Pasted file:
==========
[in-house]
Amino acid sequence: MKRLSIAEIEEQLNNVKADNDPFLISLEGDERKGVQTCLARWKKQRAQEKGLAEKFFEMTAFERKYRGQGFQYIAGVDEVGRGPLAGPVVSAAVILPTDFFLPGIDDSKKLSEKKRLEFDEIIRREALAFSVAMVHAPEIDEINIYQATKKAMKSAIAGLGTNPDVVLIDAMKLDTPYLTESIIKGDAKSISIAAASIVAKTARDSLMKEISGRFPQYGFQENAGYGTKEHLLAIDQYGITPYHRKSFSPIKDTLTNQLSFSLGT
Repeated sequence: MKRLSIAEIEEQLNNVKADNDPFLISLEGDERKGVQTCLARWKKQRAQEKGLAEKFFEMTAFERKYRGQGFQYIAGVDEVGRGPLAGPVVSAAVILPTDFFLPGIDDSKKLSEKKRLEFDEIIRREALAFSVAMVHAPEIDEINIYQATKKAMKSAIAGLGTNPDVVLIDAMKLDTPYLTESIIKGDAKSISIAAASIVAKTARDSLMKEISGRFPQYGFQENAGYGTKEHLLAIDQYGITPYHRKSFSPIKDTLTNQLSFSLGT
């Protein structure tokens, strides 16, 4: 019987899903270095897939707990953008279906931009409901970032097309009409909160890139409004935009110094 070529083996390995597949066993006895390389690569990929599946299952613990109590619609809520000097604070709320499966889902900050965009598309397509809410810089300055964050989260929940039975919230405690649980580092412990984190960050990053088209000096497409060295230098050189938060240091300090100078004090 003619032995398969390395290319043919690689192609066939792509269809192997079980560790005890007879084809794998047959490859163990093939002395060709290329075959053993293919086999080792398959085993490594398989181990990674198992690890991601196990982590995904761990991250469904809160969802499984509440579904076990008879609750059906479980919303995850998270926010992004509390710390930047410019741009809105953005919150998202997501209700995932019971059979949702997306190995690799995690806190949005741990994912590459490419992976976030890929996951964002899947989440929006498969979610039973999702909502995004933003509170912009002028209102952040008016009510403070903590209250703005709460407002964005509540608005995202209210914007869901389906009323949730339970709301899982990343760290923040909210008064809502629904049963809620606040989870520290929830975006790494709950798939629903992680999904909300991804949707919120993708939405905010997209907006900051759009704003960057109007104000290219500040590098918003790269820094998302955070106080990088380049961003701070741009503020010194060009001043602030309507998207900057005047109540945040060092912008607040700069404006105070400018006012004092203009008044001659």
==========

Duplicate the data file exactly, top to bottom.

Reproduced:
[in-house]
Amino acid sequence: MKRLSIAEIEEQLNNVKADNDPFLISLEGDERKGVQTCLARWKKQRAQEKGLAEKFFEMTAFERKYRGQGFQYIAGVDEVGRGPLAGPVVSAAVILPTDFFLPGIDDSKKLSEKKRLEFDEIIRREALAFSVAMVHAPEIDEINIYQATKKAMKSAIAGLGTNPDVVLIDAMKLDTPYLTESIIKGDAKSISIAAASIVAKTARDSLMKEISGRFPQYGFQENAGYGTKEHLLAIDQYGITPYHRKSFSPIKDTLTNQLSFSLGT
Repeated sequence: MKRLSIAEIEEQLNNVKADNDPFLISLEGDERKGVQTCLARWKKQRAQEKGLAEKFFEMTAFERKYRGQGFQYIAGVDEVGRGPLAGPVVSAAVILPTDFFLPGIDDSKKLSEKKRLEFDEIIRREALAFSVAMVHAPEIDEINIYQATKKAMKSAIAGLGTNPDVVLIDAMKLDTPYLTESIIKGDAKSISIAAASIVAKTARDSLMKEISGRFPQYGFQENAGYGTKEHLLAIDQYGITPYHRKSFSPIKDTLTNQLSFSLGT
């Protein structure tokens, strides 16, 4: 019987899903270095897939707990953008279906931009409901970032097309009409909160890139409004935009110094 070529083996390995597949066993006895390389690569990929599946299952613990109590619609809520000097604070709320499966889902900050965009598309397509809410810089300055964050989260929940039975919230405690649980580092412990984190960050990053088209000096497409060295230098050189938060240091300090100078004090 003619032995398969390395290319043919690689192609066939792509269809192997079980560790005890007879084809794998047959490859163990093939002395060709290329075959053993293919086999080792398959085993490594398989181990990674198992690890991601196990982590995904761990991250469904809160969802499984509440579904076990008879609750059906479980919303995850998270926010992004509390710390930047410019741009809105953005919150998202997501209700995932019971059979949702997306190995690799995690806190949005741990994912590459490419992976976030890929996951964002899947989440929006498969979610039973999702909502995004933003509170912009002028209102952040008016009510403070903590209250703005709460407002964005509540608005995202209210914007869901389906009323949730339970709301899982990343760290923040909210008064809502629904049963809620606040989870520290929830975006790494709950798939629903992680999904909300991804949707919120993708939405905010997209907006900051759009704003960057109007104000290219500040590098918003790269820094998302955070106080990088380049961003701070741009503020010194060009001043602030309507998207900057005047109540945040060092912008607040700069404006105070400018006012004092203009008044001659």